Monday, May 25, 2009

Being Remembered

This is the use of memory:
For liberation-not less of love but expanding
Of love beyond desire, and so liberation
From the future as well as the past. Thus, love of country
Begins as attachment to our own field of action
And comes to find that action of little importance
Though never indifferent. History may be servitude,
History may be freedom. See, now they vanish,
The face and places, with self which, as it could, loved them,
To become renewed, transfigured in another pattern.

--T.S. Eliot, "Little Gidding"

May God bless our veterans and their families. May we never forget their sacrifices. Do something kind for a veteran today, as the "love of country begins as attachment to our own field of action." What we do keeps our veterans and their memory alive, even if "that action" seems to have little significance "though never indifferent."


Brosreview said...

Judith, I read this twice last night. And, I kept thinking of it. It left me sleepless.

"History may be servitude,
History may be freedom. See, now they vanish,
The face and places, with self which, as it could, loved them,
To become renewed, transfigured in another pattern."

These lines are so profound!!! I have always felt proud of the veterans and sad that the common people don't quite understand, respect and value the high magnitude of responsibility these soldiers carry on their shoulders.

I recall a telephonic conversation with a friend of mine a couple of years back. He lived close to the India-Paki border and literally just a few kms away from the borderline. It was his birthday. For reasons, I cannot recall, he was continuously criticising soldiers in general.

I was quite furious at the time and I responded to him - "If they are not there guarding the border with their lives in line, you couldn't celebrate like this being just a few miles away from enemy lines. They sacrifice their happiness of being with their families just so you and I, complete strangers to them, can breathe safely".

You remember my song, "My Forgotten Heroes". Let me share something with you. I wrote that after a funeral. I lost my friend's elder brother (who was very close to me too) to the war at the border.

The Write Girl said...

Wow Judith, this is a wonderful and powerful quote. You really have to read it more than once as the writing style is slightly different. Today is a day that we should all reflect on the sacrifices of brave men and women.
Your sentiments are well written.

judith ellis said...

Ajey - Thank you for your very heart-felt and thoughtful words. T.S. Eliot is a favorite. In thinking about the passage you extracted, isn't it amazing that what may be now also vanishes in time, regardless of "servitude" and "freedom?" Just think of Egypt, Persia, Rome, and Great Britain? (Although with such brutal legacies worldwide of some of these I shudder when I think.) Without the memory of what was or would be--the "face and places," the beloved one (singular though collective) in lands who with service allowed freedom to be. But with memory we can be "renewed, transfigured in another pattern" in our minds and through our actions.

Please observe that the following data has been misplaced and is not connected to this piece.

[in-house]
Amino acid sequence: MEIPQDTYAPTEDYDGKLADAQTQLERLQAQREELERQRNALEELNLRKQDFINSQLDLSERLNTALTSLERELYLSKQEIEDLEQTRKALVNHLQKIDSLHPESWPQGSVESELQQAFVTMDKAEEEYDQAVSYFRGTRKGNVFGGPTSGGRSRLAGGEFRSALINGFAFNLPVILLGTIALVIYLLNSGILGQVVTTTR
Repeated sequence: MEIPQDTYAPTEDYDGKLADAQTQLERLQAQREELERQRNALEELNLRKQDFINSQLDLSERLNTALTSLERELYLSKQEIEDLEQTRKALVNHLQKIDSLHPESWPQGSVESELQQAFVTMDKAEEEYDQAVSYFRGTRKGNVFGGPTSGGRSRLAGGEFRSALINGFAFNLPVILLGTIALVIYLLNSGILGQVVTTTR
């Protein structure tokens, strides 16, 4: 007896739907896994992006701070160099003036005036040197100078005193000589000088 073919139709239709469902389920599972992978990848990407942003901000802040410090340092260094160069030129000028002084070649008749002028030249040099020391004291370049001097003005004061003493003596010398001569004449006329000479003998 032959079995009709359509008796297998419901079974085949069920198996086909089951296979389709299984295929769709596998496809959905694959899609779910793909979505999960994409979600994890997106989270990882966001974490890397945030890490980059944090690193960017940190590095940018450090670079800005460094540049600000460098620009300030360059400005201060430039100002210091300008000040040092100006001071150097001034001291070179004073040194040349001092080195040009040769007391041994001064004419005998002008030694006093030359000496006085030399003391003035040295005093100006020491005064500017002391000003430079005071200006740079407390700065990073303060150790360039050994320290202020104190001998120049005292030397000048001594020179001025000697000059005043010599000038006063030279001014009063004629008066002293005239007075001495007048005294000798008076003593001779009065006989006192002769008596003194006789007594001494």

While I honor our soldiers and am grateful for their service, I must admit to being no fan of war. It is an awful destructive force. But I liken its necessity to if someone came into my house to do me bodily harm. Would I kill or be killed? The former would probably be the outcome if I could help it. By the same token, if a country invades another or comes into another's with force, does that country not have the right to defend itself or will it not do so instinctually? While I practice non-violence, perhaps my consciousness needs elevation. Perhaps all of ours does. But even with that we do not arrive at various times of enlightenment at the same time, individuals or nations.

I understand your friend, actually, Ajey. If you think of Palestinians, for example, you may understand how Israeli soldiers as oppressors. I am also sure that many Iraqis see American soldiers the same way. Many Americans also disagreed with that the premise of that war from the very start. I'm sure those who live on the border experience danger and uncomfortable situations that are not imaginable to me; it must be like a police state. But without it, what would there be? Utter chaos? Probably.

I think I remember your song, "My Forgotten Hero." But in the light of this conversation and the T.S. Eliot poem, I will go back and read it again. If I'm remembering correctly it was quite moving, but your songs usually are.

Thanks again for your words.

judith ellis said...

Yes, The Write Girl, T.S. Eliot without doubt makes you read his lines again and again. He is so full and rich. You are right about our reflection, and I'd like to add the necessity of our actions. My mom said once my dad came back from war he was never the same. Many times we also forget the families that these men and women leave behind. I am also just amazed when I realize the ages of soldiers who were killed in battle; they are often so young.